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Homework Help: Permutations - arrangement of a boat crew of 8 women

  1. Apr 5, 2013 #1
    1. The problem statement, all variables and given/known data
    How many ways can a boat crew of 8 women be arranged if 3 of the women can only row on the bow side and 2 can only row on the stroke side?

    2. Relevant equations

    3. The attempt at a solution
    I simply did 8!/5! (5!/3!)3! which is simply 3!(8!/3!)

    The correct answer is 1728.
    Last edited: Apr 5, 2013
  2. jcsd
  3. Apr 5, 2013 #2


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    Homework Helper

    And 3!(8!/3!) is simply 8!, which is the total number of ways you can arrange the crew without taking the constraints into account.

    Let's try to get some intuition first... let B denote someone who can only row on the bow side, S on the stroke side, and A someone who can be on either side.
    One possible arrangement is:

    A A
    B A
    B S
    B S

    You need to realise there are two possible ways of permuting this
    (1) you can move the A's around on the left hand side or the right hand side, e.g.
    B A
    A S
    B A
    B S

    So you will have to figure out the number of permutations this gives you.

    (2) in addition, all the rowers are individuals whose order matters. So for any variation you get from the above, you can move the B's, the S's and the A's, e.g. if we number the ladies then the first layout above can either correspond to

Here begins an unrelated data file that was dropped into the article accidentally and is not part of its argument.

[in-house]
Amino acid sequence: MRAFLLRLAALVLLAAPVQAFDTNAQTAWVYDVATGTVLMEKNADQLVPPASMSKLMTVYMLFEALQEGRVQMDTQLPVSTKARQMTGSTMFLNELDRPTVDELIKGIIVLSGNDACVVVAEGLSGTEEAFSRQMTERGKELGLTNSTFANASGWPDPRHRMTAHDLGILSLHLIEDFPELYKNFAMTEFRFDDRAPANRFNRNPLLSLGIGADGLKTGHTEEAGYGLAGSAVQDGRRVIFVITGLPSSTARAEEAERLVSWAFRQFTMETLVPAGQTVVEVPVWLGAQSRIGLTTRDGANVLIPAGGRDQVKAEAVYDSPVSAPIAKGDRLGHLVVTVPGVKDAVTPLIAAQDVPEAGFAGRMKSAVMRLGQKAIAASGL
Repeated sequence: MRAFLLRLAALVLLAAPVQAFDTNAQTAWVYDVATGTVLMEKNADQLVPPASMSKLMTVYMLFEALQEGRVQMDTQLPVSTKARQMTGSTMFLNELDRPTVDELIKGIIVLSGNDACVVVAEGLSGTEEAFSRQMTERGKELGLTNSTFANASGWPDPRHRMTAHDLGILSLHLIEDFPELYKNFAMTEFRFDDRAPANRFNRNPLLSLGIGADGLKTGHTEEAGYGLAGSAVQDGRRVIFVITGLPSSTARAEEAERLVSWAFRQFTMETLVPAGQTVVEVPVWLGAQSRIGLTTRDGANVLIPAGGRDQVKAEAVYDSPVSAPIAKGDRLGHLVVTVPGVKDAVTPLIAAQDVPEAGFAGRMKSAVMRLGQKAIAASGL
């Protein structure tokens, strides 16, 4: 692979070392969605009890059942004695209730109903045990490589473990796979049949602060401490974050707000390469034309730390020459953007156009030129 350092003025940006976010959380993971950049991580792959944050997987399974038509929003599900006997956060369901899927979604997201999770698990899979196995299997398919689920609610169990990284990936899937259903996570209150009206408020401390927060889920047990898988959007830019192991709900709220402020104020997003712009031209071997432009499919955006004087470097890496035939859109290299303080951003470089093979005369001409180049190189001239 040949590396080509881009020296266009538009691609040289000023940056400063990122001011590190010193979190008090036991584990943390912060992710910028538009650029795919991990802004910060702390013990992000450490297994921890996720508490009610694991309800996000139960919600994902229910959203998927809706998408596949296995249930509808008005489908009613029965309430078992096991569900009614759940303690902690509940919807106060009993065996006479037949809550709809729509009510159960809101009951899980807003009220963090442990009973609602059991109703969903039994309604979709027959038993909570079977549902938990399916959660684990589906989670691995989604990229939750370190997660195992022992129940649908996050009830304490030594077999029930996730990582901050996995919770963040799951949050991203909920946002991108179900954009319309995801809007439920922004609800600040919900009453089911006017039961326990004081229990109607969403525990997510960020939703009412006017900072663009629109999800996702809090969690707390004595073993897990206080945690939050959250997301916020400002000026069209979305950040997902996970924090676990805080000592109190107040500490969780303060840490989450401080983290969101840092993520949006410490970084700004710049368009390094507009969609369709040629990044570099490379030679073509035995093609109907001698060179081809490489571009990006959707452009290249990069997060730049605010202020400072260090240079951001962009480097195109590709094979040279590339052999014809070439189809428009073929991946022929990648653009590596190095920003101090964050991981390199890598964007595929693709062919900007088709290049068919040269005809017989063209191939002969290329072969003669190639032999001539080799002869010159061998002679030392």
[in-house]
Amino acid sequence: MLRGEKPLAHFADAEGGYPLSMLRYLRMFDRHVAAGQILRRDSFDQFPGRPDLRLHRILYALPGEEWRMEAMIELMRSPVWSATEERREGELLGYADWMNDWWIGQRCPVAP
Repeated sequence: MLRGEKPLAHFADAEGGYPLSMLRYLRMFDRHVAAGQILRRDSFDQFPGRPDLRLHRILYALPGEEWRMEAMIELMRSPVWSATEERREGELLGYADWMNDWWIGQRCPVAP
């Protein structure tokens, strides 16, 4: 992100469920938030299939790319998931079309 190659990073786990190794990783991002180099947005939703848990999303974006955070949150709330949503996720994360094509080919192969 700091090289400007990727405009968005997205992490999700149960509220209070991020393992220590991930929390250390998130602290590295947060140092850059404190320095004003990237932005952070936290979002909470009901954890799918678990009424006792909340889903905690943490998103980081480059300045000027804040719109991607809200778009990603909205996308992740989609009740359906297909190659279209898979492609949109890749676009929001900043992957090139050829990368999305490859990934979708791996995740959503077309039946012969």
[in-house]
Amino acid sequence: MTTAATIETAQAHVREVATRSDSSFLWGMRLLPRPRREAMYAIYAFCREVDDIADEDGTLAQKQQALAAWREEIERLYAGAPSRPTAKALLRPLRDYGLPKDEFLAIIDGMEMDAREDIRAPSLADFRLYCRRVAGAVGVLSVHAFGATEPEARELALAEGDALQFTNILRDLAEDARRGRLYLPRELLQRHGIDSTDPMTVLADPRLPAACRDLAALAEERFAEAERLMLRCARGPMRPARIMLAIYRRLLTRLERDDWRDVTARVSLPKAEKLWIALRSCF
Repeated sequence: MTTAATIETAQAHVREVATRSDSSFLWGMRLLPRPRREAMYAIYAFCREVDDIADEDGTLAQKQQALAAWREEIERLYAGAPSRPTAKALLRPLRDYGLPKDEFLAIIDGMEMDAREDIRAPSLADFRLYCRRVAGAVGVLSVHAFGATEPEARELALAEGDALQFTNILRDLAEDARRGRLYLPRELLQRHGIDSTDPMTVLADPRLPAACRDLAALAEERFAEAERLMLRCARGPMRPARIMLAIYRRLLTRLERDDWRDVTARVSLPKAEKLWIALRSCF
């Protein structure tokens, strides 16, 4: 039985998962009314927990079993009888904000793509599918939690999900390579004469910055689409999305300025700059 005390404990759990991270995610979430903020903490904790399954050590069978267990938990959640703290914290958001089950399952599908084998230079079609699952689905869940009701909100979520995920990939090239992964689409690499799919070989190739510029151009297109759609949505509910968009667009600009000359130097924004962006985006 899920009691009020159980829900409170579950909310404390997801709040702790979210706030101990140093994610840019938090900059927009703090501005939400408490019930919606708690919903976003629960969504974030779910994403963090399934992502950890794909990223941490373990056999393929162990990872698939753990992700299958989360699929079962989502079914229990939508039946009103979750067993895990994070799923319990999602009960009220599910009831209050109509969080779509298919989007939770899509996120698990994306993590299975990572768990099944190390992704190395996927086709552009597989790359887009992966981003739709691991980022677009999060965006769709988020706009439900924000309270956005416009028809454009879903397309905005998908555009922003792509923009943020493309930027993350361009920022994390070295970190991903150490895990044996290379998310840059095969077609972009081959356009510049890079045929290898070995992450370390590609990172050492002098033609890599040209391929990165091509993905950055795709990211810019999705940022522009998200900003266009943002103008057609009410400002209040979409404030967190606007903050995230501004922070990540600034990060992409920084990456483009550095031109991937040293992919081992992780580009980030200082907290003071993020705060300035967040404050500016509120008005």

A1 A2
    B1 A3
    B2 S1
    B3 S2

    or to

    A2 A3
    B2 A1
    B3 S2
    B1 S1

    or any other combination which again leads to (A, B, B, B; A, A, S, S) when you remove the numbers.
  4. Apr 5, 2013 #3


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    You can try this also:

    The four seats on the bow side will "select three seats" in which the the three women will sit. The order does not count. Similar for the stroke side, which will "select two seats", and the order does not count. After women are seated on each of the sides, there are three women to be seated in 3 places in any order.
  5. Apr 6, 2013 #4
    You can also reduce the full permutation successively by eliminating the proportion of "wrong" permutations.

    So first considering the bow-siders, the first could have been in 8 seats of which 4 are correct (multiply by 4/8); the second could have been in 7 (remaining) seats of which 3 are correct, then 2 from 6 seats, and then on the stroke-siders, 4 from 5 seats, and 3 from 4 seats.
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